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Since Galileo's writings cover a vast range of interests, subject matter and contents, it is hard to select an anthology of passages from his work. Hence his work will be considered here "only" in relation to language and style, as a stimulus to reflection on scientific writing, a field in which he reached the highest peaks of excellence. Glimpses of that "linguistic workshop frequented by Galileo no less diligently than the mechanical one" will appear as through a half-open door.

In the history of literary criticism, Galileo the Author has received much attention. According to Natalino Sapegno, his work, "for its wealth of human content and potent style, offered a shining example to be recorded in the future history of our prose as a cultural fact of the first order, arguably the most important after Machiavelli and before Manzoni".

Italo Calvino, echoing the opinion of Giacomo Leopardi expressed earlier in the Zibaldone, went so far as to call him "the greatest writer of any century in Italian literature". Even such a poet as Leopardi, in fact, had been influenced by the "distinct clarity" of his style, to the point of making him the quasi-hero of his anthology of Italian prose, the Crestomazia.

Galileo's stylistic traits were crucially important to the nascent field of scientific writing in the 17th century and, more generally, to the development of the Italian language itself. As noted by Maria Luisa Altieri Biagi, "Galileo was the first to combine mathematical genius and breadth of interests with the conviction that cultural propaganda activity can be conducted only on the literary plane and at a high artistic level."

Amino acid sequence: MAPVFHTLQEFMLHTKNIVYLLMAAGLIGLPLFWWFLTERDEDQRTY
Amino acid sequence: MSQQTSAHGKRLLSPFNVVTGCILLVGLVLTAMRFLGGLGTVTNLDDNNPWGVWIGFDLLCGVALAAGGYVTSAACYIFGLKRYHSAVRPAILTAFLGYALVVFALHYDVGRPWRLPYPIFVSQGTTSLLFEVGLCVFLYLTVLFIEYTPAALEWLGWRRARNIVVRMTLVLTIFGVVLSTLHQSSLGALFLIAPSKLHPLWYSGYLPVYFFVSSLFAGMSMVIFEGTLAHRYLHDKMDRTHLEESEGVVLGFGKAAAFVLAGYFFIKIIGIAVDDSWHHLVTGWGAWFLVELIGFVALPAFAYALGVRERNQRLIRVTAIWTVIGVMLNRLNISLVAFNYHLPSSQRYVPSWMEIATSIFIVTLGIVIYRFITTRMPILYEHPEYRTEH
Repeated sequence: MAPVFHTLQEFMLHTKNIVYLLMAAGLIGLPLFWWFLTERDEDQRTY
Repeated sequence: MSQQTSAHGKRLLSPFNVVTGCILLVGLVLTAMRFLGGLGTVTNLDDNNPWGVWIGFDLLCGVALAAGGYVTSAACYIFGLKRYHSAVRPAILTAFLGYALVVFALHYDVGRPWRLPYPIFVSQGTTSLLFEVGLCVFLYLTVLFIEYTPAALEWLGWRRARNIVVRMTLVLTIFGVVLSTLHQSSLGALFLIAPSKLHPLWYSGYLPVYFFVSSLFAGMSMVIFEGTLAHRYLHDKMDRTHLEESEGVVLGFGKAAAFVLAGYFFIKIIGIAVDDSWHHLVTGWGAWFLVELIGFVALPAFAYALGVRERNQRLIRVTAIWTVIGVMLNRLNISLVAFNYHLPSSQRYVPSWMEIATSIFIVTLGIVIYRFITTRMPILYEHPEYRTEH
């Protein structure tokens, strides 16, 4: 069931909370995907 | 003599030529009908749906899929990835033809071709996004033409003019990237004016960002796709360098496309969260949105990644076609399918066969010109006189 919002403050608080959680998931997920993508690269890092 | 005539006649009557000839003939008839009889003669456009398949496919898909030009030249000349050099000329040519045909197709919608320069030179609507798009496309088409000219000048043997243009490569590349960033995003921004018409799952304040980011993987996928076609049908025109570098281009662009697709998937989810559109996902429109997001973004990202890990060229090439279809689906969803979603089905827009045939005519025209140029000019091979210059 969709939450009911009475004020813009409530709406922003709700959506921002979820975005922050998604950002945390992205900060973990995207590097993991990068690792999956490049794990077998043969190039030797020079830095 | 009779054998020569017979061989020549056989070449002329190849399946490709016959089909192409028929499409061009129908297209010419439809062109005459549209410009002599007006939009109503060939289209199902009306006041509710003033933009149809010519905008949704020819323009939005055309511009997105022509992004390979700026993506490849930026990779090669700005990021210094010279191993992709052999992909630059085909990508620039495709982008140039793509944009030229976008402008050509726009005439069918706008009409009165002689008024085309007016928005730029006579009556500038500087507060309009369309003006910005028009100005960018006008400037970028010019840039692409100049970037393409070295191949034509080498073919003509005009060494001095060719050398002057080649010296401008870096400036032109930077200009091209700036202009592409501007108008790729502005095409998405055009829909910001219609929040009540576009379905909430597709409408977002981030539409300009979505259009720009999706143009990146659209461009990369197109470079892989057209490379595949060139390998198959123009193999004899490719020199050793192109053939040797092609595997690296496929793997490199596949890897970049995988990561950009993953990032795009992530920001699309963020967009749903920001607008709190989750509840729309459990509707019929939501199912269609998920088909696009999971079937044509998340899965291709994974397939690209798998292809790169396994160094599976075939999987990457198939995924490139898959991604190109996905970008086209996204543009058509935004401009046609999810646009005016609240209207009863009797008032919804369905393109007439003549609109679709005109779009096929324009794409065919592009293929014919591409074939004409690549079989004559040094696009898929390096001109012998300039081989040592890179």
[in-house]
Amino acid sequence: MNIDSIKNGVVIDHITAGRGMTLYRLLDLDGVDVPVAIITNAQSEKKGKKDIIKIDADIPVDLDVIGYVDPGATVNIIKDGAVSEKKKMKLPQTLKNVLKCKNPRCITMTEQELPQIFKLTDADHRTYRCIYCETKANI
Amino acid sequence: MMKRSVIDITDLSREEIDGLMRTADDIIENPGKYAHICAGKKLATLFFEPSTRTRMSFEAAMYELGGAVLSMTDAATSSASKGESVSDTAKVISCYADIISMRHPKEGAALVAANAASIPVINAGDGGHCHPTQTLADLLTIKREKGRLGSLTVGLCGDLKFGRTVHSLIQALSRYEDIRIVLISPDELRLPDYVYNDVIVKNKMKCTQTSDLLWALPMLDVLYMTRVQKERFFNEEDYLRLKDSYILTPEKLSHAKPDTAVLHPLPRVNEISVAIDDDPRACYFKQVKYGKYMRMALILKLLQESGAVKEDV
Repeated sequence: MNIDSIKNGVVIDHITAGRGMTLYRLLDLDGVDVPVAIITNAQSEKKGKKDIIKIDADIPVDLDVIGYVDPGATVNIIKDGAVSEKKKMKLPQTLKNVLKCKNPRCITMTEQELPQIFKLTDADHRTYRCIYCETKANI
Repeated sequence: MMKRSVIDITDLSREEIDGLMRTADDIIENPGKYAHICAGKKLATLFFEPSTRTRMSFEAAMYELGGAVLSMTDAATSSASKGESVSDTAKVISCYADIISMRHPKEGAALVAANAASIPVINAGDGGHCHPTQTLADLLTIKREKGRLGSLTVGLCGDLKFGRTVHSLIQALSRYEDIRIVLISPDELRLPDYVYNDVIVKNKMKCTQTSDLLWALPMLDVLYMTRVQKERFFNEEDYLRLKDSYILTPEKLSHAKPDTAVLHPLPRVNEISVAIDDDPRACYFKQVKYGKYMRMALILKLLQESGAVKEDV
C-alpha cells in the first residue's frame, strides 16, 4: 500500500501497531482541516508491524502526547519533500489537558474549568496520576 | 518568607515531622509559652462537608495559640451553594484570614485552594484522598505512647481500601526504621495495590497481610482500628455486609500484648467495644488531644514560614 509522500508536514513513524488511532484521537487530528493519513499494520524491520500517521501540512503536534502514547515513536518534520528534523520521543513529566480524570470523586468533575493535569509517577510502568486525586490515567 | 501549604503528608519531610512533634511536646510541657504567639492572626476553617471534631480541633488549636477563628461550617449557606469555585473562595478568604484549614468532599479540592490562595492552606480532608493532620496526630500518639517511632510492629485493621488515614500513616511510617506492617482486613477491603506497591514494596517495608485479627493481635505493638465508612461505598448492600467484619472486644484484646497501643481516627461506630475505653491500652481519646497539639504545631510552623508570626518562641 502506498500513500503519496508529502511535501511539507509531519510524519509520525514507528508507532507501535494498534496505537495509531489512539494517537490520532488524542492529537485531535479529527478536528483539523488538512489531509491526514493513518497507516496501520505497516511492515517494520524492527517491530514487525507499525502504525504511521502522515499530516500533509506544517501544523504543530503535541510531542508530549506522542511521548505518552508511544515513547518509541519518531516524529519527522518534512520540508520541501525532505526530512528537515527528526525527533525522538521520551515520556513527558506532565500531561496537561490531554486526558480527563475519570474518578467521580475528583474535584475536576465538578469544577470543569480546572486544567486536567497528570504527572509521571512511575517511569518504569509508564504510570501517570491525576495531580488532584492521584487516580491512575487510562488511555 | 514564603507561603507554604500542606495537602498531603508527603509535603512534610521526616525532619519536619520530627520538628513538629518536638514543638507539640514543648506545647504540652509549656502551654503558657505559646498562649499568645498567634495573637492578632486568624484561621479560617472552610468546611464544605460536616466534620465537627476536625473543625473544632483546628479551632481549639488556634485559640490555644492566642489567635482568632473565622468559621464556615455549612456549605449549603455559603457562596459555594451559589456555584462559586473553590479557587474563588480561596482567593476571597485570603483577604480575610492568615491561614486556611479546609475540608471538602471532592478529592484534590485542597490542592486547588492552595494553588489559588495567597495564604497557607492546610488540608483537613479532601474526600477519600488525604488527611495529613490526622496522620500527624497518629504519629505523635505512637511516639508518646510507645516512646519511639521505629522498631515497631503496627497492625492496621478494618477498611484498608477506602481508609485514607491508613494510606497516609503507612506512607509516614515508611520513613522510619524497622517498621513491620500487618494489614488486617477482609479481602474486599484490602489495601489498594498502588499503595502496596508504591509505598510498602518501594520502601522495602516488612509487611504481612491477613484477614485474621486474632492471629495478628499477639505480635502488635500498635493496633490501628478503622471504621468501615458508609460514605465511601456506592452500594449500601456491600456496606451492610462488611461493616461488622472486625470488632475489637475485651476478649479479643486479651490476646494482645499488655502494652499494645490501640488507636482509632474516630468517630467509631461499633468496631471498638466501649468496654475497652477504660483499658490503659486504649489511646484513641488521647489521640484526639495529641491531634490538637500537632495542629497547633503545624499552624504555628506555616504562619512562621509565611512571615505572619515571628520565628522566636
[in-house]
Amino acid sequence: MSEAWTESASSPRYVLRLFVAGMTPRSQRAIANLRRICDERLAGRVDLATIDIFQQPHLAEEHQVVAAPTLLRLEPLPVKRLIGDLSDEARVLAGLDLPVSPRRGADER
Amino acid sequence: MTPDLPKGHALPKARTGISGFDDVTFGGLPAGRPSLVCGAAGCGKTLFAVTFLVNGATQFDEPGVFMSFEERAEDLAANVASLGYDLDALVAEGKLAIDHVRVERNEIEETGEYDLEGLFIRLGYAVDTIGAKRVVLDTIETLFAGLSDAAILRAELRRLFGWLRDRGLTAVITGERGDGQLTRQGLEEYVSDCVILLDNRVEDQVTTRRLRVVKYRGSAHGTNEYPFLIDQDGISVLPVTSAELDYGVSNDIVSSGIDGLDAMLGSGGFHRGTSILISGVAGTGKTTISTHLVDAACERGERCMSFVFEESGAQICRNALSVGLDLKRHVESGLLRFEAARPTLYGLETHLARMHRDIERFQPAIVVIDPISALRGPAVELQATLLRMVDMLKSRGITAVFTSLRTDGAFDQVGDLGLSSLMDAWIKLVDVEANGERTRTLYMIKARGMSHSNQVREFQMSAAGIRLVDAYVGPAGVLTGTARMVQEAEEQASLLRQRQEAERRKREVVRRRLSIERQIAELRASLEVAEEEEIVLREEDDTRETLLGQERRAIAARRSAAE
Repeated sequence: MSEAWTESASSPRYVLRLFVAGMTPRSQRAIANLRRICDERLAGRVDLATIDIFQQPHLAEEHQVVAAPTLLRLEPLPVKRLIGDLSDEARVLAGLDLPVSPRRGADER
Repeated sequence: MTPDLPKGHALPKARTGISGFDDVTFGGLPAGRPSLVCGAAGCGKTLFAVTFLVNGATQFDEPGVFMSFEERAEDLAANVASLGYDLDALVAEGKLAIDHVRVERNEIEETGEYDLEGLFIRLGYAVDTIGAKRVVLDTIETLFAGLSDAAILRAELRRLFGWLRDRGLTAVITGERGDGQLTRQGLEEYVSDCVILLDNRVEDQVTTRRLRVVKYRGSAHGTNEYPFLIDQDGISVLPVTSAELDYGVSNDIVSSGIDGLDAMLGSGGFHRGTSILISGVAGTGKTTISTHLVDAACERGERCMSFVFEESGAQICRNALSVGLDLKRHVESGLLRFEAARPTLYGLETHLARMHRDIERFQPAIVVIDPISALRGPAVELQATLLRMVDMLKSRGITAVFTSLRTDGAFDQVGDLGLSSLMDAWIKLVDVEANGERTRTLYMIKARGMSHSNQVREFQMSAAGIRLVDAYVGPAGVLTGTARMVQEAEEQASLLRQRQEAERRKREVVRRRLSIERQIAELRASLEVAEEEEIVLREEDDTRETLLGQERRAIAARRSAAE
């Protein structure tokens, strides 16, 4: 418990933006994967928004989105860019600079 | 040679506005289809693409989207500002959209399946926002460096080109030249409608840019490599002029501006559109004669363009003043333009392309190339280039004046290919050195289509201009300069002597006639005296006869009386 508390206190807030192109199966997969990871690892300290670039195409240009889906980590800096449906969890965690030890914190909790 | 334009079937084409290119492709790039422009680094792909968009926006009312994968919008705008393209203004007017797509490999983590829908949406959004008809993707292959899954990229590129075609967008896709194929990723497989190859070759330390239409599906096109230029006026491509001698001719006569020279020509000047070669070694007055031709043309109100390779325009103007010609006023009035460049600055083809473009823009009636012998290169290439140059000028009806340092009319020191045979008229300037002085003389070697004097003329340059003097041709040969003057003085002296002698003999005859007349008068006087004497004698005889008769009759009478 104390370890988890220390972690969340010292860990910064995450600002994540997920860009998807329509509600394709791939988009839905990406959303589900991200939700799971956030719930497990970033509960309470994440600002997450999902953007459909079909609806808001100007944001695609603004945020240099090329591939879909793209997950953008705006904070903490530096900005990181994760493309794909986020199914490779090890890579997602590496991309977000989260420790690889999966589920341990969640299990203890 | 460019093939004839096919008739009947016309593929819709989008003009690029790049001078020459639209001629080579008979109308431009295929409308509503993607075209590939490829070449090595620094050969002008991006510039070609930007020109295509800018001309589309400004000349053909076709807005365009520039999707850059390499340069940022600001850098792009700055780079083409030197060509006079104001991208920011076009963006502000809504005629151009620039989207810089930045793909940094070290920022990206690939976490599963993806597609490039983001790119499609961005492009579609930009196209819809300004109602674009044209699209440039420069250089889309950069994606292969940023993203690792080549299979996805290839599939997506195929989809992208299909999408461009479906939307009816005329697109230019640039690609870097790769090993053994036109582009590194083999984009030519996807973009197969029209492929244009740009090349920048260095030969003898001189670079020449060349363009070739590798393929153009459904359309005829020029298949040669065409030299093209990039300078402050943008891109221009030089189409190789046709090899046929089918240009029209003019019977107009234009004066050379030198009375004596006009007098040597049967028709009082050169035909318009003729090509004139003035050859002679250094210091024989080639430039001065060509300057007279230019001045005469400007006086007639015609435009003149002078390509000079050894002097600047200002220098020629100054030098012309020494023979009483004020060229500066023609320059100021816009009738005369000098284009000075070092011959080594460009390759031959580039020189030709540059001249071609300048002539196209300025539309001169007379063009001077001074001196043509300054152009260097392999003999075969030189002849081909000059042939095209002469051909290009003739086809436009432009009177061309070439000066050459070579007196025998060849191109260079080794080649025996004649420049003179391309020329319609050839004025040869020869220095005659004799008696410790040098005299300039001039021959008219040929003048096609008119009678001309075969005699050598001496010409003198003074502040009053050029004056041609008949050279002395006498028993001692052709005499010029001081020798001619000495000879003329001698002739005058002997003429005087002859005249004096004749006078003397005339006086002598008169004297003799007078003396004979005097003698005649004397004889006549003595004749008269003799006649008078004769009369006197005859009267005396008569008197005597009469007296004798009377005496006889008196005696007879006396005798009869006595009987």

This striving for clarity led him to use such everyday words as "bowl" and "round razor" as technical terms rather than to coin neologisms. It also led him to write in the vernacular rather than the Latin of the universities, and to employ empirical mechanical terminology with caution. On this subject, Altieri Biagi notes that "the works of Galileo provided the theoretical grounds for practical mechanics and its transformation into a science. This was a need urgently felt in the cultural circles of the 16th and 17th century, both in Italy and elsewhere."

Some traits typical of Galileo's style (the predominance of the nominal over the verbal, the consistent use of participles in place of verbal phrases, etc.) provide Galileo's scientific writing with "those means of linguistic cohesion that ensure the aptness of the relations between words, and thus the logical consistency of the text." In Galileo's literary works, a precise match between content and form can be seen. The Pisan scientist used language like a precision tool, just as sharp and exact as the tangible implements he invented.

The passages given here are grouped according to subject matter; each group is introduced by a brief quotation indicating its specific nature.